It’s no surprise new fans are still picking up Metallica’s so-called Black Album, what with the hits “Enter Sandman,” “Nothing Else Matters,” and “Sad But True” effectively bringing heavy metal from the after-midnight asylum of MTV’s Headbanger’s Ball to mainstream rock radio and the video channel’s own afternoon countdown program, Dial MTV. What is a bit unnerving is that for the sales week ending May 25, a whopping 3,000 copies of the record — 23 years old this summer — were purchased (combining all formats), putting the game-changer in the pole-position since Nielsen SoundScan started tallying up point-of-data sales earlier that same year with a staggering 16 million copies sold in the United States alone.
According to Billboard, who has used SoundScan to compile its weekly Top 200 chart, the Black Album is now sitting at 16,002,000 to be precise. The closest to them, sad but true, is Shania Twain’s 1997 hit machine Come on Over, with a distant 15.57 million. Twain and Metallica do share the distinction of being the only two artists who have sold more than 15 million copies of a full-length release since SoundScan began keeping count; though there are some 20-plus who have exceeded the 10 million unit plateau.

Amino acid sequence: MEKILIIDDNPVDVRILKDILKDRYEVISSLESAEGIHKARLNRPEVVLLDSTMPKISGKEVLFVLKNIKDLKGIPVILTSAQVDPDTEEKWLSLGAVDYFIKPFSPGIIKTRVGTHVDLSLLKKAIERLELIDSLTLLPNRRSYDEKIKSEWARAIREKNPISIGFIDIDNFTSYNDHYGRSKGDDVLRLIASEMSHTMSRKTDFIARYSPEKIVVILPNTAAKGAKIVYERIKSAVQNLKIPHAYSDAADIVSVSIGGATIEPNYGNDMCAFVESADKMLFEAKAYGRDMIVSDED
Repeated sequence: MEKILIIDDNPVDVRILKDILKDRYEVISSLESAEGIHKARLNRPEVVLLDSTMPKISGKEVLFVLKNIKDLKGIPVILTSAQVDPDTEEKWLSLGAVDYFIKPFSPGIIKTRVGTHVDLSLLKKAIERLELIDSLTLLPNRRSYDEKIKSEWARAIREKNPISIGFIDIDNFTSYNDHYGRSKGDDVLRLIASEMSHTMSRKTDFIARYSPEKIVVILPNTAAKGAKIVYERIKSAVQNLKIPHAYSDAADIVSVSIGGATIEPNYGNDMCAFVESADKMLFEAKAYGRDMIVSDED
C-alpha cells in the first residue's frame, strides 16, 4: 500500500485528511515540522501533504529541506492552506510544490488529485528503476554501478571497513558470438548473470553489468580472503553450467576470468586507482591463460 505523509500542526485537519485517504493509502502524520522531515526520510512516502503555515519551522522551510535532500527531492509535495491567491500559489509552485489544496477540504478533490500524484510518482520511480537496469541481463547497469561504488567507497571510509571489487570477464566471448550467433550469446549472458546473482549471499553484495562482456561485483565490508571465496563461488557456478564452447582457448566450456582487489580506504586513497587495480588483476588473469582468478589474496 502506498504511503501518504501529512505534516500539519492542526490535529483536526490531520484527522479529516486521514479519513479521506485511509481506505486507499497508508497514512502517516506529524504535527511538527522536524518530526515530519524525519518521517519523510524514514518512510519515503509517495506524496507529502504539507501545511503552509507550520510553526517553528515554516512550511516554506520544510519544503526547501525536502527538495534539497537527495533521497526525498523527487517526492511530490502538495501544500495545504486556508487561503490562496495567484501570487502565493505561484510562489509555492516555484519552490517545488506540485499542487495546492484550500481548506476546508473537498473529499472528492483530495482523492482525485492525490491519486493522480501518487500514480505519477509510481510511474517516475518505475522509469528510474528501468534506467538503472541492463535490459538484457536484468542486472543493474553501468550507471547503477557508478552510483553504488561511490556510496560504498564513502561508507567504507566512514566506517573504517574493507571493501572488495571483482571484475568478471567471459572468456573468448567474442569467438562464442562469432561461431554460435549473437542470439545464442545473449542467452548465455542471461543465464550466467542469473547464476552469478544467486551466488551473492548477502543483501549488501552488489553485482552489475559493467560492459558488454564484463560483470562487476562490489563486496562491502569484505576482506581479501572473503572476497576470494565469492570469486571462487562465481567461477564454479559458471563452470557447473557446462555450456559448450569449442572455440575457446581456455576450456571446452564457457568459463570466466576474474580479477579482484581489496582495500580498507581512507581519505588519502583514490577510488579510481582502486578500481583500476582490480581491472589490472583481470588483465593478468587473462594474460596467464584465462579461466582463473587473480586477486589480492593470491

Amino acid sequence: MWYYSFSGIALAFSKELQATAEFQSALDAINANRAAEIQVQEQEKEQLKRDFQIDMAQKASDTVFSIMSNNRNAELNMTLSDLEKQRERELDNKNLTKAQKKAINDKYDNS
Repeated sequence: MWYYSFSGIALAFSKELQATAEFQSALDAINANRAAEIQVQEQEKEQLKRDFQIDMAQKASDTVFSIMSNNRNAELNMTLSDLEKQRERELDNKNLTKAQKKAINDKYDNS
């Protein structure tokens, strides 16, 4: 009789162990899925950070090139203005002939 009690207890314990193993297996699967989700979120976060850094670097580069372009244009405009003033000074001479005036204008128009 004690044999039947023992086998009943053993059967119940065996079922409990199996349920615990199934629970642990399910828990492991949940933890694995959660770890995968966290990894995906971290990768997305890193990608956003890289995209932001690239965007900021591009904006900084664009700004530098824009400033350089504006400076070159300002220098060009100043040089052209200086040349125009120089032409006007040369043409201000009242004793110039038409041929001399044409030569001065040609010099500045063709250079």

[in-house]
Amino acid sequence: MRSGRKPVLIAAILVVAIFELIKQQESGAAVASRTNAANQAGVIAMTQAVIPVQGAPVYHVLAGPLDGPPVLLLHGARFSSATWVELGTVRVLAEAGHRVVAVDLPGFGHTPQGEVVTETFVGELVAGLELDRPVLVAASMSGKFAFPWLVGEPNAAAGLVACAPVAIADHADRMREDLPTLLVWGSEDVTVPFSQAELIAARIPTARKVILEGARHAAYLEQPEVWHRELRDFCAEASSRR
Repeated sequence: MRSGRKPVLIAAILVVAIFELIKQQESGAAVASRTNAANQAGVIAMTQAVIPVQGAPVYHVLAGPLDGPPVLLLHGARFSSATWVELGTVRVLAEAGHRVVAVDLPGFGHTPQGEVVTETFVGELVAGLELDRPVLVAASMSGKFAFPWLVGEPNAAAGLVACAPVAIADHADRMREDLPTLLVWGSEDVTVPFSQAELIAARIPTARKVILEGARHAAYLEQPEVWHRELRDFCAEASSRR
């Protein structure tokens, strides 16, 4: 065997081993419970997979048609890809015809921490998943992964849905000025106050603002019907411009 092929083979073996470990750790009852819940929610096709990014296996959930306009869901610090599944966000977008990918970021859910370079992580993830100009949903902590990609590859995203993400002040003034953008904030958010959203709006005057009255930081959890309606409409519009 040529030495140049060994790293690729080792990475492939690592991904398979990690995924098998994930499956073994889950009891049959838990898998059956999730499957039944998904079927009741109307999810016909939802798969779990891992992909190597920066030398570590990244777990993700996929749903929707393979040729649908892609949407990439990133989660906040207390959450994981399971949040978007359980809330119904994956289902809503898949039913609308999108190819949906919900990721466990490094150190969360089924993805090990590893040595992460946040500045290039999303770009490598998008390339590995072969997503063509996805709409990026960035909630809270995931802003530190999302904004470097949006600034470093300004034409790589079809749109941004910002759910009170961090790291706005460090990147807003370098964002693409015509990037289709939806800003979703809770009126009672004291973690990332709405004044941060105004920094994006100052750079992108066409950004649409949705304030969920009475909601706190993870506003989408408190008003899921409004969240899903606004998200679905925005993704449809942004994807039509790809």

The Black Album ushered in the much-maligned Bob Rock era of the band which started off strong enough but devolved into short haircuts that sent shockwaves through the band’s fanbase, releases with artwork by Andres Serrano that depicted semen and blood and blood and urine – respectively – and the producer’s final strike which had drummer Lars Ulrich sounding like he was banging on a kit from Toys “R” Us. Still, the Black Album remains a landmark, and this week is slotted at Number 144 on the Top 200, marking its 307 week on the charts — a number that seems impressive until realizing that Pink Floyd looks down on the sixth place Metallica in that category with their Dark Side of the Moon checking in at number one with an astounding 861 weeks.